Will Our Favorite Congresswoman return to her humble 6th District job after seeing, so to speak, the Paris of greater ambitions? MPR’s Tom Scheck writes: “Bachmann has said little about what she’ll do if she does not win the nomination. When she announced her presidential run in June, Bachmann said she was suspending her congressional campaign. That left open the possibility that she could resume it. Bachmann’s campaign spokeswoman did not respond to questions about whether she will run for Congress again. David Fitzsimmons, chairman of the 6th District’s Republican Party, said Bachmann’s run for the White House left some people wondering whether the district will see a race for an open seat. … [Chairman Tony] Sutton said several Republicans in the district could mount a serious campaign. They include former Republican gubernatorial nominee Tom Emmer of Delano, Senate Majority Leader Amy Koch of Buffalo, Senate President Michelle Fischbach of Paynesville and House Majority Leader Matt Dean of Dellwood.”
Chip Cravaack’s borderline impromptu town meeting (on 24-hour notice) at the Duluth airport lasted precisely one hour. John Myers of the Duluth News Tribune reports: “More than 200 people crammed into a room at Duluth International Airport, with more spilling into the hallway, to hear the freshman congressman talk for about 25 minutes on what he called a growing U.S. budget and debt crisis. The meeting had been called just a day earlier after Cravaack opponents repeatedly chided the Republican from North Branch, Minn., for dodging DFL-dominated Duluth for more Republican friendly areas of the Eighth Congressional District. … The former Navy and Northwest Airlines pilot then fielded questions from about a dozen people for the final 35 minutes of the meeting that ended promptly one hour after it started. Most of the question-and-answer session was polite, but the discourse was occasionally interrupted by shouts from the crowd clearly weighted with Cravaack opponents.”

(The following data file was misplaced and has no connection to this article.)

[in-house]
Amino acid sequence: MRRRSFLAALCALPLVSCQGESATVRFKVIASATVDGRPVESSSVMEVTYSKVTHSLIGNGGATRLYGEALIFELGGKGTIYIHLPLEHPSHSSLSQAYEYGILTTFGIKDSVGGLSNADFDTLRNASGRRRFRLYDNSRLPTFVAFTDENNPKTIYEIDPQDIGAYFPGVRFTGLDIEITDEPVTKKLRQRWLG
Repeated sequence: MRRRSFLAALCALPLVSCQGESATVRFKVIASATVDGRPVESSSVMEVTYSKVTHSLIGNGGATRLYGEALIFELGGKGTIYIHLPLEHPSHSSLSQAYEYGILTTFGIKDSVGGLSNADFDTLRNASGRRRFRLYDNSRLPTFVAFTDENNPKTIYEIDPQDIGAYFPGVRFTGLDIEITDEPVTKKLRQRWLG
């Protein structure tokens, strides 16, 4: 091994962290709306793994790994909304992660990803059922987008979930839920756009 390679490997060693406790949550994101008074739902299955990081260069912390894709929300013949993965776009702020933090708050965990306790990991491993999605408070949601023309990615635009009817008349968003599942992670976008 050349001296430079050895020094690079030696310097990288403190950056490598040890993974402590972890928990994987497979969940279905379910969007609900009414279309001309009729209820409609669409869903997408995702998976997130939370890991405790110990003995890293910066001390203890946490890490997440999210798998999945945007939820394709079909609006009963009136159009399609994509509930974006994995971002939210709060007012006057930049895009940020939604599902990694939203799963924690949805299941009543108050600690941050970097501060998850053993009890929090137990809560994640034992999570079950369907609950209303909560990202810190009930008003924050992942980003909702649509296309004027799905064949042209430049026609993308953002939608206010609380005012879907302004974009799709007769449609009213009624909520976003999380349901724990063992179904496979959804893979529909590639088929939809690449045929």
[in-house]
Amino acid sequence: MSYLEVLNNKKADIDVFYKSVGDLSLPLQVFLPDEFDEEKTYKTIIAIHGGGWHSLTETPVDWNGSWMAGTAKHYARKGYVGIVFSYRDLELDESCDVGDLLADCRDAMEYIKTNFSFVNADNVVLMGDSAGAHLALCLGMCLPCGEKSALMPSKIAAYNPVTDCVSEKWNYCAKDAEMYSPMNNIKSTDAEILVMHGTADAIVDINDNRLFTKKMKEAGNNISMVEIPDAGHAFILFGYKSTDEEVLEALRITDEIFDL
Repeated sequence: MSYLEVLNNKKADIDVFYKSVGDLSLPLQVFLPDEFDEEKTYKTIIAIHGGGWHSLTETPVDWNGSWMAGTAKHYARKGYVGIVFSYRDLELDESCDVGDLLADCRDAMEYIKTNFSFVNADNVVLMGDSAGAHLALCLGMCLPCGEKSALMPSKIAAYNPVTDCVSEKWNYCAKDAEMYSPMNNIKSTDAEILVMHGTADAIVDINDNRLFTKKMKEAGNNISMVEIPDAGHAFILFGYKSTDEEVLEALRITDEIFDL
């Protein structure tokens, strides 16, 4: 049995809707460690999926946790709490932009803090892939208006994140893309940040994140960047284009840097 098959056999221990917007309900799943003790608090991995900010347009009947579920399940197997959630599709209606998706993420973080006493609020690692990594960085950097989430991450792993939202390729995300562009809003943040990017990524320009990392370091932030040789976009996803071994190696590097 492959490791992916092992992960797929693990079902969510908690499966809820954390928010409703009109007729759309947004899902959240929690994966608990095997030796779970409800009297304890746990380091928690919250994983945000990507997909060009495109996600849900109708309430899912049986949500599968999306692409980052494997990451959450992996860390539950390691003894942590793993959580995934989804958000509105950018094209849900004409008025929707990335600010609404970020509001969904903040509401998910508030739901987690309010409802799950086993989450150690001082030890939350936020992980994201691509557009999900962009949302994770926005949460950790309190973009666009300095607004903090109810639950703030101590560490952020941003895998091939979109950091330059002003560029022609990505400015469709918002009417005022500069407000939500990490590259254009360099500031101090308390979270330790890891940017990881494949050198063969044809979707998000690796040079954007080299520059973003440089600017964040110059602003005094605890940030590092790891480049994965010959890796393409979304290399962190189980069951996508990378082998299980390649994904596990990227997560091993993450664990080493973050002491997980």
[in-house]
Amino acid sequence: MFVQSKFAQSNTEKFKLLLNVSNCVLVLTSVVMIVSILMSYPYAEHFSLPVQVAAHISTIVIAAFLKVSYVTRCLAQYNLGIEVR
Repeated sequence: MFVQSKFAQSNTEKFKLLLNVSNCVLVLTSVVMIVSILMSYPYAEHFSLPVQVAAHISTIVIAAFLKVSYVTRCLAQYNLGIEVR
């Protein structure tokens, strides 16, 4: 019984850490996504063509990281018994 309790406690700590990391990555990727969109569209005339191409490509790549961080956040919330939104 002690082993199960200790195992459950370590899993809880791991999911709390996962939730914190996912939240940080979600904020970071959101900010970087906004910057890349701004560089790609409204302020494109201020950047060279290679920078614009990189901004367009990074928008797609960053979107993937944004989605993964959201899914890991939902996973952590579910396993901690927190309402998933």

At Politics in Minnesota, Jake Grovum says: “[A]t least eight separate entities” have registered to funnel money into next year’s gay marriage fight. “Some are small: There’s an outfit called ‘It’s Personal to Me Campaign’ headed by a North Minneapolis-based psychic. Log Cabin Republican members have coalesced around Republicans Against the Minnesota Marriage Amendment. Other groups are veterans of the gay marriage fight, and they promise to be fundraising, spending and campaign juggernauts. The Washington-based Human Rights Campaign has registered its own PAC to oppose the amendment, and the National Organization for Marriage is an early partner in a Minnesota-based coalition working to pass the amendment. Organizations on both sides are building coalitions, rallying supporters and raising money in preparation for the long campaign to come. Minnesotans United for All Families will serve as the main financial and organizational hub for anti-amendment forces. The coalition includes a broad swath of public affairs groups, from the DFL and Independence parties to labor unions and religious groups. OutFront Minnesota, the Human Rights Campaign, Take Action MN and the Minnesota Council of Nonprofits have all signed on.” Media owners of every stripe welcome all with open arms.
Nice move. The Justice Department is going to collect $4.6 million in fines from Hiawatha light rail firms who lied about how much work went to disadvantaged businesses. Rupa Chenoy’s MPR story says: “Minnesota Transit Constructors Incorporated has agreed to pay the United States $4.6 million to resolve the allegations. The company is a joint venture made up of Granite Construction, C.S. McCrossan Incorporated, Parsons Transportation Group, and several subcontractors.The Justice Department said the businesses claimed materials and services were provided by disadvantaged companies when in reality they were not. Spokeswoman Jeanne Cooney of the Minnesota U.S. Attorney’s Office said Minnesota Transit Constructors hired a few disadvantaged businesses as extra participants. ‘Their purpose was just to make it appear that they were truly involved in the project when in reality they weren’t involved,’ she said.”